After making history at Fortune 500 company, Mellody Hobson boosts Black executives through ingenious plan

Abu Mubarik July 12, 2023
Mellody Hobson. Photo: Linkedin/Mellody Hobson

Mellody Hobson is co-CEO and president of Ariel Investments who is leading Project Black, a private equity fund that invests in middle-market companies and provides them with capital and contacts. By connecting them with customers and capital, Project Black, which is being executed with JPMorgan Chase CEO Jamie Dimon, aims to get more black CEOs and executives into the upper tiers and C-suites, according to Forbes. The project also seeks to assist minority-owned businesses grow to the extent that they can become suppliers to large corporations like Walmart.

Figures cited by Forbes show that even though black entrepreneurs start more businesses, only five black-owned businesses are among the roughly 500 private companies in the U.S. with more than $1 billion a year in sales.

“When people talk about Black businesses, they talk about access to capital, access to capital, access to capital,” Hobson told Forbes. “Access to customers may be more important.” At the moment, just 2% of corporate spending goes to minority-owned suppliers. To help reverse the trend, Hobson’s Project Black hopes to acquire companies with $100 million to $1 billion in sales and if they don’t have Black and Latino executives, some will be installed. This will encourage firms to acquire smaller enterprises owned by underrepresented minorities and to grow to become competitive, catering to the supply chain needs of large companies, Hobson told Forbes.

In 2022, Project Black made its first investment by acquiring 52.5% of Sorenson Communications from other private equity investors at an enterprise value of $1.3 billion. The company based in Utah now has 13 people of color across its C-suite and boardroom, up from one, following the acquisition. Project Black will in future also look at minoritizing companies in other areas such as technology, health care, and manufacturing.

Hobson’s decision to support black businesses was also influenced by her rise in corporate America. In 2021, she became the first African-American woman to chair the board of a Fortune 500 company, Starbucks. Hobson first started as an intern at Ariel Investments 32 years ago before rising through the ranks to become the co-chief executive officer and the highest shareholder of the investment firm.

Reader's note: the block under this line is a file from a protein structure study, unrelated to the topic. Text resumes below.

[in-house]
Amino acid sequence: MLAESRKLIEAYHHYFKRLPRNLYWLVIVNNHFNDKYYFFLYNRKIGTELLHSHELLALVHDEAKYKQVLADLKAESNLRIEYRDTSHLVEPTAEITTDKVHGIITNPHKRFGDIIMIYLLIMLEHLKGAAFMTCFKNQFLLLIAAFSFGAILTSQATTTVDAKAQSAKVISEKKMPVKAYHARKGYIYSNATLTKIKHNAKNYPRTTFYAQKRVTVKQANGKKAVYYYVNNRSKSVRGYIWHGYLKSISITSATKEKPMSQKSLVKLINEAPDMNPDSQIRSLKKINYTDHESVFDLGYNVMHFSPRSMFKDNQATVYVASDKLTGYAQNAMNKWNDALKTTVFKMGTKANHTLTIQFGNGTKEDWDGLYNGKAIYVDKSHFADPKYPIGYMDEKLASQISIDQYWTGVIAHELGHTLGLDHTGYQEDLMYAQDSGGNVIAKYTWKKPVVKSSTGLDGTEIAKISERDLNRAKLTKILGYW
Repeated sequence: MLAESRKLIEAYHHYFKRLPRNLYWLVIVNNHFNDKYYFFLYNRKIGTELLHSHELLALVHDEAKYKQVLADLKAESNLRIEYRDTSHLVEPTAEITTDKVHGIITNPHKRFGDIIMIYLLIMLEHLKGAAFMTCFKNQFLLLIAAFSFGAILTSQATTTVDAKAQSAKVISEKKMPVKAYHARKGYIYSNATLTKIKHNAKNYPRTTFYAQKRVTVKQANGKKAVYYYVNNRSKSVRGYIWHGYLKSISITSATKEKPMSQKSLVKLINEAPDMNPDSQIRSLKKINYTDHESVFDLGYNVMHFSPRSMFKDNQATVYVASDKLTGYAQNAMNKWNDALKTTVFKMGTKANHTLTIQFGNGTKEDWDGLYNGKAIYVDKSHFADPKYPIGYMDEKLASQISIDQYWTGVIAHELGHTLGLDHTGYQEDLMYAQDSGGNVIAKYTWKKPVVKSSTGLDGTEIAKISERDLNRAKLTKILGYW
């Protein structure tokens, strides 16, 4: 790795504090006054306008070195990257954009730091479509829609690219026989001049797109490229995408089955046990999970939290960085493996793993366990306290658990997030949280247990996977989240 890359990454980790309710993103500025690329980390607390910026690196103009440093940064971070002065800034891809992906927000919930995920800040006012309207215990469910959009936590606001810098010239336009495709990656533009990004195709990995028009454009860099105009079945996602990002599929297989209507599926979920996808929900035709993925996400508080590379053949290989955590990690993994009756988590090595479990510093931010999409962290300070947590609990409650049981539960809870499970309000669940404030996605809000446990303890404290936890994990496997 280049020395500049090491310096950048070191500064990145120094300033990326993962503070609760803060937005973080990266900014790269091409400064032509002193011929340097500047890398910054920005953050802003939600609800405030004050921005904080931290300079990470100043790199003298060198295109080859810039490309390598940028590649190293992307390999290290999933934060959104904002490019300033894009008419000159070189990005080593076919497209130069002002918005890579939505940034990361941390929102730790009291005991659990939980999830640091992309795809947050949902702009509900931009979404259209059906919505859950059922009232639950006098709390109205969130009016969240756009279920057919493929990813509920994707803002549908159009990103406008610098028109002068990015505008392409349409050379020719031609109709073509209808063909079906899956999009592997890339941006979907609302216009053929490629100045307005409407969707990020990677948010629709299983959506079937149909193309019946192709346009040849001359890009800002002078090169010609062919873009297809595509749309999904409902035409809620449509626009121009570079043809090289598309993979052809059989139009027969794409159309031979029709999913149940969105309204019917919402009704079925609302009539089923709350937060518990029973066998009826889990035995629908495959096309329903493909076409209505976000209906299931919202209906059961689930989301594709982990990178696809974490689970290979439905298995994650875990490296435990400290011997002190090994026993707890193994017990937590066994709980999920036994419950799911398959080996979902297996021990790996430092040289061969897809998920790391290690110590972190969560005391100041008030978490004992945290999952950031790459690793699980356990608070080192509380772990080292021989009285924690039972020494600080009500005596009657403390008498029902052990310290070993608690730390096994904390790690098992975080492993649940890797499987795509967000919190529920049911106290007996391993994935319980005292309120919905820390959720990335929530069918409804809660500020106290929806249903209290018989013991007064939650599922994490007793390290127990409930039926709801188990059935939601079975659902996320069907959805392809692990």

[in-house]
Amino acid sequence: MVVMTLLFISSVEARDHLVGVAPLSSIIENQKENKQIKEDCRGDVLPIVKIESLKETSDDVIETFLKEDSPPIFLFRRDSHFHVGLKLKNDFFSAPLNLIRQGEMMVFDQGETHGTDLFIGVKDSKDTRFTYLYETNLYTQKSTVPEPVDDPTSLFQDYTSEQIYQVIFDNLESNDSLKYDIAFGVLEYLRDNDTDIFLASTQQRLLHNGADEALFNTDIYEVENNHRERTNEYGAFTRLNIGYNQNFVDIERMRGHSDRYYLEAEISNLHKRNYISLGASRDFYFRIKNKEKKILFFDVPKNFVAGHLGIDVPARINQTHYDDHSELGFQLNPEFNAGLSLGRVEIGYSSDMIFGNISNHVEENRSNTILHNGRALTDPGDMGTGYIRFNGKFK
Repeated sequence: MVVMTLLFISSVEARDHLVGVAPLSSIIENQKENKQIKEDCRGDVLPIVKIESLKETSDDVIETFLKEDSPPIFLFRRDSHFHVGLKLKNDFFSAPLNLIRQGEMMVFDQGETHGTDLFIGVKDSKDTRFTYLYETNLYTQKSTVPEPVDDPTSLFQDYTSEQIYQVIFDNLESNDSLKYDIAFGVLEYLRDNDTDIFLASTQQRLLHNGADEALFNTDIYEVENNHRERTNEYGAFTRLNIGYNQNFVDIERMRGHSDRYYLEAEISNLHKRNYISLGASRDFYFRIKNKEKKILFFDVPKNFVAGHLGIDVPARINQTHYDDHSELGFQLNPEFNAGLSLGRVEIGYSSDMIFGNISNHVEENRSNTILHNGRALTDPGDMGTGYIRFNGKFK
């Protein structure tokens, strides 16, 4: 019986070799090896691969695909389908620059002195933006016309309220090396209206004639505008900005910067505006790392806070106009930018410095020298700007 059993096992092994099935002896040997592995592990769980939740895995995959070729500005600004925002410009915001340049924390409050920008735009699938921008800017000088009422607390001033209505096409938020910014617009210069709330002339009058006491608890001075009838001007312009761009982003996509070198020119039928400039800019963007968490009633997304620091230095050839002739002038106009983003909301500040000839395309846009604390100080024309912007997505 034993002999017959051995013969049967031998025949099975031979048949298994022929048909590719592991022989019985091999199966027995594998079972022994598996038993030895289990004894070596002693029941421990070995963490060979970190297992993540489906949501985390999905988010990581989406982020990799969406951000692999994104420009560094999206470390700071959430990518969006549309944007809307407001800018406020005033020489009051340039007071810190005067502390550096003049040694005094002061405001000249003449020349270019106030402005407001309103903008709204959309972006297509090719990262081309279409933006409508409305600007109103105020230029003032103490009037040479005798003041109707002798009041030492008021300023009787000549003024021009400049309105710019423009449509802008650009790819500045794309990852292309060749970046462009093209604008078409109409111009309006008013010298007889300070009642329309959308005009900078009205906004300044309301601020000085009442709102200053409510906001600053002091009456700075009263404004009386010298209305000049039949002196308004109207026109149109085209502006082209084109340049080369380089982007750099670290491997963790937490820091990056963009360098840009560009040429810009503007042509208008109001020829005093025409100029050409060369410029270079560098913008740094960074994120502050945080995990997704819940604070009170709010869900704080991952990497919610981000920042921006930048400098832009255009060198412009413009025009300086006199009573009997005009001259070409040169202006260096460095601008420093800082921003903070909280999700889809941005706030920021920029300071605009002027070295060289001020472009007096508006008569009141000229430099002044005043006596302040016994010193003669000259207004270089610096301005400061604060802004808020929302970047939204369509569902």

After graduating with a Bachelor of Arts in South African studies from Princeton’s Woodrow Wilson School of International Relations and Public Policy in 1991, Hobson was hired as an intern at Ariel Investments. In 2000, less than 10 years after joining the firm, she became the president of the firm after having served in the capacities of senior vice president and director of marketing.

The 54-year-old businesswoman, who serves on the board of many organizations including JPMorgan Chase, made Time’s 2015 100 List, the magazine’s annual list of the one hundred most influential people in the world, and was inducted as a Laureate of the Lincoln Academy of Illinois.

She was also awarded the Order of Lincoln (the State’s highest honor) by the Governor of Illinois in 2018. Born to a single mother who worked as a real estate agent, Hobson’s desire to see more Black executives is also due to her humble beginnings. She once recalled instances where her family would get evicted or have their lights, phones and water disconnected and how they would heat water on stoves for a bath because her mother struggled to make ends meet.

She described those times as “incredibly challenging and uncertain”; times which made her and her family anxious. She recently told Thrive Global in an interview that those tough times have, however, shaped her as an adult and have contributed immensely to her success as a businesswoman.

Last Edited by:Mildred Europa Taylor Updated: July 12, 2023


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